Tuesday,12 December, 2017
Current issue | Issue 1134, 7 - 13 February 2013
Tuesday,12 December, 2017
Issue 1134, 7 - 13 February 2013

Ahram Weekly

Year of the Snake

Ati Metwaly samples the sights and sounds of Cathay

Ballet
Ballet
Al-Ahram Weekly

For three days, between 28 and 30 January, the Main Hall of the Cairo Opera House hosted artists from China. The performance given by the Hangzhou Institute of Opera and Dance Drama was part of a series of events organised by the Chinese Culture Centre in Cairo, a dynamic institution founded in 2002 to be “the first large-scale culture centre set up overseas by the Chinese Government in the 21st century”.  
  The performance was held in the context of the Chinese New Year (also called Lunar New Year) celebrations, marking beginning of the Year of the Snake (10 February 2012 — 31 January 2014). The Lunar New Year also marks the Spring Festival, the most important festival in Chinese culture, spanning two weeks. In China and worldwide, the Chinese celebrate the New Year and Spring Festival with numerous activities.
It is in this spirit of celebrations that the Chinese Culture Centre has prepared a variety of events – film screenings, dance shows, hand craft exhibitions, etc. – that will continue to end of February across many locations in Cairo. The performance held by the Hangzhou Institute between 28 and 30 January on the opera’s stage represented a compilation of separate scenes showcasing Chinese culture: traditional songs, theatrical and musical numbers.
The Hangzhou Institute of Opera and Dance Drama is one of the municipal cultural institutions of Hangzhou, a city with a population of over eight million, located in Zhejiang province in Eastern China. The institute consists of the Art Centre, the Opera Troupe, the Dance Theatre, the Orchestra and the Anime Theatre. According to information provided by the performance organisers, in its over 50-year-long history, the Hangzhou Institute has staged numerous operas and stage dramas and its troupes garnered countless awards. This was not the first visit by artists from Hangzhou Institute to the Arab World. In 2010, they collaborated with the Lebanese Caracalla Song and Dance Theatre and their international tours included a few visits to other Arab countries.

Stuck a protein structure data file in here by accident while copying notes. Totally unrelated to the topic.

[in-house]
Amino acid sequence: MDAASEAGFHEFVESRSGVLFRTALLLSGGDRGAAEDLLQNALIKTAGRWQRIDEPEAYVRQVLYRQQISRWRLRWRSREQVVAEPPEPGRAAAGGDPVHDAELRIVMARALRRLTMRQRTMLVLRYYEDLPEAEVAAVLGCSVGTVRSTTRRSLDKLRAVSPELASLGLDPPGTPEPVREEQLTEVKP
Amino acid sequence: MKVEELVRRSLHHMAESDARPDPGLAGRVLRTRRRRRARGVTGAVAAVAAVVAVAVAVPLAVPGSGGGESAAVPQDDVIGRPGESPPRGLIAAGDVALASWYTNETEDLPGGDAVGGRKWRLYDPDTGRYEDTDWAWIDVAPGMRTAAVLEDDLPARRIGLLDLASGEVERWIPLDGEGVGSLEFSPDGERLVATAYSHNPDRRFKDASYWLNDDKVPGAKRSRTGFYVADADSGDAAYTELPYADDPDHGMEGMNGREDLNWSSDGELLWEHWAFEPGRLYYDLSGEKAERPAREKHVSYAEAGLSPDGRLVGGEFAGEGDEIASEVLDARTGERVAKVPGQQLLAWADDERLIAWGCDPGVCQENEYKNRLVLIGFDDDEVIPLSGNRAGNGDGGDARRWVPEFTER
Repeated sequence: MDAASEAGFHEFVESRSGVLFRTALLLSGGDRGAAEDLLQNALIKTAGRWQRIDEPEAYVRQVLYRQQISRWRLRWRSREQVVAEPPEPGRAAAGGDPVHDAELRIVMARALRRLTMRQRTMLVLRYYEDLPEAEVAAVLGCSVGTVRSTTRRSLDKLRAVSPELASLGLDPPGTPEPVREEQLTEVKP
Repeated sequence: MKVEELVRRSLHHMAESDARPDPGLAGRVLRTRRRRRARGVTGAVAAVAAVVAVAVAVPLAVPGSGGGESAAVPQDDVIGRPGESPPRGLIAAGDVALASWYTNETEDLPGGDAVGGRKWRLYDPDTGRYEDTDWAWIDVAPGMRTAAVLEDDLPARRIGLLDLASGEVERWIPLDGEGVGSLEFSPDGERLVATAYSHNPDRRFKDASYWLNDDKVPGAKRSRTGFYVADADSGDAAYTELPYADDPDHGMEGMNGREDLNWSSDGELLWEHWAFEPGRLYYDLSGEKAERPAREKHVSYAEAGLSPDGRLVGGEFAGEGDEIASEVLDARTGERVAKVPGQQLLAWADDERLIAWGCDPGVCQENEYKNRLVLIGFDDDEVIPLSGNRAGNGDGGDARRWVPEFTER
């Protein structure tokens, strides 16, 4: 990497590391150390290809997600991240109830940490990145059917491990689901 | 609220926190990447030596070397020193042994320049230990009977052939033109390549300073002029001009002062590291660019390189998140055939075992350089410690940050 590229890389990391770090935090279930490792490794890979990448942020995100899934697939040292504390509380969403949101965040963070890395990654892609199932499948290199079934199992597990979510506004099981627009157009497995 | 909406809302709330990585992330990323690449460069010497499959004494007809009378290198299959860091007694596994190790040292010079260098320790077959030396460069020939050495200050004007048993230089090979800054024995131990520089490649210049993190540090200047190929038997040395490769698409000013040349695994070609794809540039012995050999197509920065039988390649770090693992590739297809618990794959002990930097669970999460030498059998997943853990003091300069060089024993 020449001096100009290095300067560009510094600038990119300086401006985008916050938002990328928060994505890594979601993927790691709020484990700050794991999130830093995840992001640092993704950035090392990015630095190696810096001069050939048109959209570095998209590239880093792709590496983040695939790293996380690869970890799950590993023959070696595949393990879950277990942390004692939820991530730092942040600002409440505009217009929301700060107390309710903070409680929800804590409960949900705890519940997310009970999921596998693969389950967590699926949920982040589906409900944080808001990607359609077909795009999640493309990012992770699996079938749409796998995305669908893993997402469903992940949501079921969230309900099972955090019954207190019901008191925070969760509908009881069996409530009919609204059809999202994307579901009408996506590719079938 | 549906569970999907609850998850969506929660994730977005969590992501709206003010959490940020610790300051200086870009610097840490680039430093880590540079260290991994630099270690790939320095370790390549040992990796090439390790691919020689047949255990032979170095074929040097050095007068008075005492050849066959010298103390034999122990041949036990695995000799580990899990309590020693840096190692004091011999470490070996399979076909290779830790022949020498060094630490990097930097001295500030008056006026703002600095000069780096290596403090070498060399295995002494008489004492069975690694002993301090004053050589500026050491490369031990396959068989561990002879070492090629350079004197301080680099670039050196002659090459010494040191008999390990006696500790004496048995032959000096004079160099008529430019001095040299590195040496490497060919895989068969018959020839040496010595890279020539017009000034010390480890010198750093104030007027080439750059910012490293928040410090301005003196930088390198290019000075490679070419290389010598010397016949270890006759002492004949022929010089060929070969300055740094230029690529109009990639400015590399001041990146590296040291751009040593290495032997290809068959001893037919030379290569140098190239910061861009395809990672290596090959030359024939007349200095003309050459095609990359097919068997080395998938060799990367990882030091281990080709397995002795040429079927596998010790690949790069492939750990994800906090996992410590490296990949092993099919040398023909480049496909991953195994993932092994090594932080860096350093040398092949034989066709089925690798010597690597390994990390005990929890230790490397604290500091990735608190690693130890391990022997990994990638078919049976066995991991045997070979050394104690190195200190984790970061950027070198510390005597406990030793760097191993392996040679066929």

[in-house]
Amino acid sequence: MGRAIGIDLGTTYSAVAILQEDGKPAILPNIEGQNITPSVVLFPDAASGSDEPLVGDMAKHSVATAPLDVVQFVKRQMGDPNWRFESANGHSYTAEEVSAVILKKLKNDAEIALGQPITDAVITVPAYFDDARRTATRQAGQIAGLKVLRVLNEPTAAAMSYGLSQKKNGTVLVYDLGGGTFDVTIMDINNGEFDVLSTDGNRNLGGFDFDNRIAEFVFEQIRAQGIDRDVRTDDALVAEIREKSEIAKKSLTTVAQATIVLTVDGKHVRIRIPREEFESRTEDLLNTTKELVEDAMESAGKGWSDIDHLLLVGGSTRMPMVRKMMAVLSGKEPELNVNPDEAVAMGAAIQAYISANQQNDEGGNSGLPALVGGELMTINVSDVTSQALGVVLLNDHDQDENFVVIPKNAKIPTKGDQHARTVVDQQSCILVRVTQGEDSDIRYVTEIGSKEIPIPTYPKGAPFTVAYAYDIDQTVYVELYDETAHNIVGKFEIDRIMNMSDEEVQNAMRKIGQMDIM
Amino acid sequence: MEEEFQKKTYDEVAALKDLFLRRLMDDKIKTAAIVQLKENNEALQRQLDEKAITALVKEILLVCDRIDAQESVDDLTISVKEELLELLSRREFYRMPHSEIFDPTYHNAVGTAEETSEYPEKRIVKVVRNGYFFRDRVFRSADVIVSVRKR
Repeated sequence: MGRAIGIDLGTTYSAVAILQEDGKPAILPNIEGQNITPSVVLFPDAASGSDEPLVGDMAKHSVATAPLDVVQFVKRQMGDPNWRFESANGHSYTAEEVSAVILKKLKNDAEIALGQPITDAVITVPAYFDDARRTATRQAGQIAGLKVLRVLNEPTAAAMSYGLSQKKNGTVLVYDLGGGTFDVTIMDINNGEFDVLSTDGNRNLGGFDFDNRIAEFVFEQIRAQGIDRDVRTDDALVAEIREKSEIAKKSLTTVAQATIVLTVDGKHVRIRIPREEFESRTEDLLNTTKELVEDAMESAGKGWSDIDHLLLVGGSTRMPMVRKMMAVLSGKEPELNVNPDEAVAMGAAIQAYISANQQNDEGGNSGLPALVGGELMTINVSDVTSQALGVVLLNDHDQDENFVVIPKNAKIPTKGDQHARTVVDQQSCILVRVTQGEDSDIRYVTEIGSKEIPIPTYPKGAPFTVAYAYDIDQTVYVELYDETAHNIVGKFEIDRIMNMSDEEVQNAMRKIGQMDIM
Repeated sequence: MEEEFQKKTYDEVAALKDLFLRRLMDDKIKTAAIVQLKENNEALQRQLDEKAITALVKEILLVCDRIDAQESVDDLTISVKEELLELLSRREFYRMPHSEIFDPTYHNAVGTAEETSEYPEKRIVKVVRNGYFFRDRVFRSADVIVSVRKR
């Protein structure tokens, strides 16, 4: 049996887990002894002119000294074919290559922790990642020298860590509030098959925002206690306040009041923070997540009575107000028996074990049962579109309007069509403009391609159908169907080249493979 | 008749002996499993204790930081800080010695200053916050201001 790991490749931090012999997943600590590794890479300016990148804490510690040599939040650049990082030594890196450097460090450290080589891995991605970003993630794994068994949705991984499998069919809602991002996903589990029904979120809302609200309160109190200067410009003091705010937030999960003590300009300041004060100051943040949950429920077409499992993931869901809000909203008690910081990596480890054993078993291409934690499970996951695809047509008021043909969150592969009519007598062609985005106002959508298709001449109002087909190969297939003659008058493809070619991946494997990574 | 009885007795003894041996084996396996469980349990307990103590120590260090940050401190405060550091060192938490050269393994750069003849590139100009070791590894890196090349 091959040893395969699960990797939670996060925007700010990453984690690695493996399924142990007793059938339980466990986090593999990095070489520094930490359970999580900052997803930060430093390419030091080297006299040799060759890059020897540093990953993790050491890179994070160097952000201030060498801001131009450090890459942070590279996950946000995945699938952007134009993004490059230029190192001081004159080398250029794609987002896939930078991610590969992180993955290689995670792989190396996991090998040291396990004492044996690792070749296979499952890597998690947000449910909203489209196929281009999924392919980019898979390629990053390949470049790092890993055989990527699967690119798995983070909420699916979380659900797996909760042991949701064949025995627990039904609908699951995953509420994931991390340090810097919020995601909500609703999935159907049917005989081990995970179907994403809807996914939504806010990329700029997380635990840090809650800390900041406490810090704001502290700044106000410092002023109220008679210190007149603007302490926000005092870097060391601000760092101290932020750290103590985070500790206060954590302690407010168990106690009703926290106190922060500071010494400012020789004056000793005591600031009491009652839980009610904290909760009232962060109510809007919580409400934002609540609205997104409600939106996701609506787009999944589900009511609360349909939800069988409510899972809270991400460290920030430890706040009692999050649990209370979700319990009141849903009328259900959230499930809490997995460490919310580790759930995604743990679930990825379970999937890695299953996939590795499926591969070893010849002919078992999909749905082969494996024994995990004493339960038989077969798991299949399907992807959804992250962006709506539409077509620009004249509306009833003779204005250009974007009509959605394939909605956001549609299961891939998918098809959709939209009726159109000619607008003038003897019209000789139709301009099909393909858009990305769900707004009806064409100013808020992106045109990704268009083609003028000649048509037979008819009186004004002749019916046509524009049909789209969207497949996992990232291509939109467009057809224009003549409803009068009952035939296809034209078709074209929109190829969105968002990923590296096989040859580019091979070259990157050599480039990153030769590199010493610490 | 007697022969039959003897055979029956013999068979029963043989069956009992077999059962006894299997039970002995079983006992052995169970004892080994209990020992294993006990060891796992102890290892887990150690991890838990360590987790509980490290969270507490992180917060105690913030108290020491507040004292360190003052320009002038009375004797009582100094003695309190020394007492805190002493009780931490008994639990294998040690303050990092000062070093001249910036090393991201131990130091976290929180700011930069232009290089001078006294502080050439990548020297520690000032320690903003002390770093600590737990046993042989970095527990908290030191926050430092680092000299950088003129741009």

The administrative manager of the Institute – who presents himself as Samy Yang – speaks good Arabic, a language he studied in China. “I lived in Egypt between 2003 and 2006 and consider Egypt my second home,” he says. According to Yang the troupe now visiting Egypt consists of 25 people, a small fraction of over 300 artists working under the Hangzhou Institute’s umbrella. “Our visit is part of a bigger artistic cultural exchange between Chinese and Egyptian artists organised by the Egyptian Ministry of Culture. It is planned that the famous Egyptian Reda Troupe for folkloric arts will visit China in July 2013,” Yang announced.
During the three evenings, the Opera’s audience was invited to a colourful show rich in the traditions and flavours arts of China. According to Yang, the performance celebrating New Year and the Spring Festival was directed by Cui Wei, who also worked as one of the assistant directors of the opening ceremony performance of the China Olympics 2008.